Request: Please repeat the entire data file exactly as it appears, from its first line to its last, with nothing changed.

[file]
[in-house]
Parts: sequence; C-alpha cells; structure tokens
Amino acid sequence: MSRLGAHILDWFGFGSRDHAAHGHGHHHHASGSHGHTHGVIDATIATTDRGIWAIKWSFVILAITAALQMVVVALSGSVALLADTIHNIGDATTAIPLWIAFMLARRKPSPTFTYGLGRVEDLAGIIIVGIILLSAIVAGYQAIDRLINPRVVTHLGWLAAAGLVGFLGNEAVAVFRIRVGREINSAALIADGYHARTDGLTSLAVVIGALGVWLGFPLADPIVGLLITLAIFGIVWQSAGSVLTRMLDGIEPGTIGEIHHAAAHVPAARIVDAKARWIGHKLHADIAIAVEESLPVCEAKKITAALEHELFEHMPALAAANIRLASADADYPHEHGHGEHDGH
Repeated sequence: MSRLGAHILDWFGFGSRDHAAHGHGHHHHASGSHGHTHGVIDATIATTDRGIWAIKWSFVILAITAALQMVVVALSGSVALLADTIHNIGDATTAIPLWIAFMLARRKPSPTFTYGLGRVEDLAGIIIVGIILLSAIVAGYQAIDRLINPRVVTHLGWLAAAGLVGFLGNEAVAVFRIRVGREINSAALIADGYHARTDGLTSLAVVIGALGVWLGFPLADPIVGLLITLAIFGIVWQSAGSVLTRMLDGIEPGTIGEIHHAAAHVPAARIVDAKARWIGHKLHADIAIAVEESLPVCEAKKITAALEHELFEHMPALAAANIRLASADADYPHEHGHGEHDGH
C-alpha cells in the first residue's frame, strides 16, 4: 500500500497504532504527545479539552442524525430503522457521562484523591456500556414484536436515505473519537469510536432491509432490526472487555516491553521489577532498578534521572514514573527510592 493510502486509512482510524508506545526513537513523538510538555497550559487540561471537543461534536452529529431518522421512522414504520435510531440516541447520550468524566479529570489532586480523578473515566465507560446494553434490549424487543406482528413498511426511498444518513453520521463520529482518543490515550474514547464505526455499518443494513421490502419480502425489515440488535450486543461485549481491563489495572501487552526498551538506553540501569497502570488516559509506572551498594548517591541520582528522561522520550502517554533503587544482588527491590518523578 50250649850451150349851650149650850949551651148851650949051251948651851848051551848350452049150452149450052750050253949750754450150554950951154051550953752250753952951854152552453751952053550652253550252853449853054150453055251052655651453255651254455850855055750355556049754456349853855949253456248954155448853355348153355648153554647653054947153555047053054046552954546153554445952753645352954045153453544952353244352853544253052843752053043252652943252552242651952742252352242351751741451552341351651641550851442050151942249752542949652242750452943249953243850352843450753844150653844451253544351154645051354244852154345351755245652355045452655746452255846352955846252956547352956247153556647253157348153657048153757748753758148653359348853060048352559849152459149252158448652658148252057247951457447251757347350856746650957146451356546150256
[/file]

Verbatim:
[in-house]
Parts: sequence; C-alpha cells; structure tokens
Amino acid sequence: MSRLGAHILDWFGFGSRDHAAHGHGHHHHASGSHGHTHGVIDATIATTDRGIWAIKWSFVILAITAALQMVVVALSGSVALLADTIHNIGDATTAIPLWIAFMLARRKPSPTFTYGLGRVEDLAGIIIVGIILLSAIVAGYQAIDRLINPRVVTHLGWLAAAGLVGFLGNEAVAVFRIRVGREINSAALIADGYHARTDGLTSLAVVIGALGVWLGFPLADPIVGLLITLAIFGIVWQSAGSVLTRMLDGIEPGTIGEIHHAAAHVPAARIVDAKARWIGHKLHADIAIAVEESLPVCEAKKITAALEHELFEHMPALAAANIRLASADADYPHEHGHGEHDGH
Repeated sequence: MSRLGAHILDWFGFGSRDHAAHGHGHHHHASGSHGHTHGVIDATIATTDRGIWAIKWSFVILAITAALQMVVVALSGSVALLADTIHNIGDATTAIPLWIAFMLARRKPSPTFTYGLGRVEDLAGIIIVGIILLSAIVAGYQAIDRLINPRVVTHLGWLAAAGLVGFLGNEAVAVFRIRVGREINSAALIADGYHARTDGLTSLAVVIGALGVWLGFPLADPIVGLLITLAIFGIVWQSAGSVLTRMLDGIEPGTIGEIHHAAAHVPAARIVDAKARWIGHKLHADIAIAVEESLPVCEAKKITAALEHELFEHMPALAAANIRLASADADYPHEHGHGEHDGH
C-alpha cells in the first residue's frame, strides 16, 4: 500500500497504532504527545479539552442524525430503522457521562484523591456500556414484536436515505473519537469510536432491509432490526472487555516491553521489577532498578534521572514514573527510592 493510502486509512482510524508506545526513537513523538510538555497550559487540561471537543461534536452529529431518522421512522414504520435510531440516541447520550468524566479529570489532586480523578473515566465507560446494553434490549424487543406482528413498511426511498444518513453520521463520529482518543490515550474514547464505526455499518443494513421490502419480502425489515440488535450486543461485549481491563489495572501487552526498551538506553540501569497502570488516559509506572551498594548517591541520582528522561522520550502517554533503587544482588527491590518523578 50250649850451150349851650149650850949551651148851650949051251948651851848051551848350452049150452149450052750050253949750754450150554950951154051550953752250753952951854152552453751952053550652253550252853449853054150453055251052655651453255651254455850855055750355556049754456349853855949253456248954155448853355348153355648153554647653054947153555047053054046552954546153554445952753645352954045153453544952353244352853544253052843752053043252652943252552242651952742252352242351751741451552341351651641550851442050151942249752542949652242750452943249953243850352843450753844150653844451253544351154645051354244852154345351755245652355045452655746452255846352955846252956547352956247153556647253157348153657048153757748753758148653359348853060048352559849152459149252158448652658148252057247951457447251757347350856746650957146451356546150256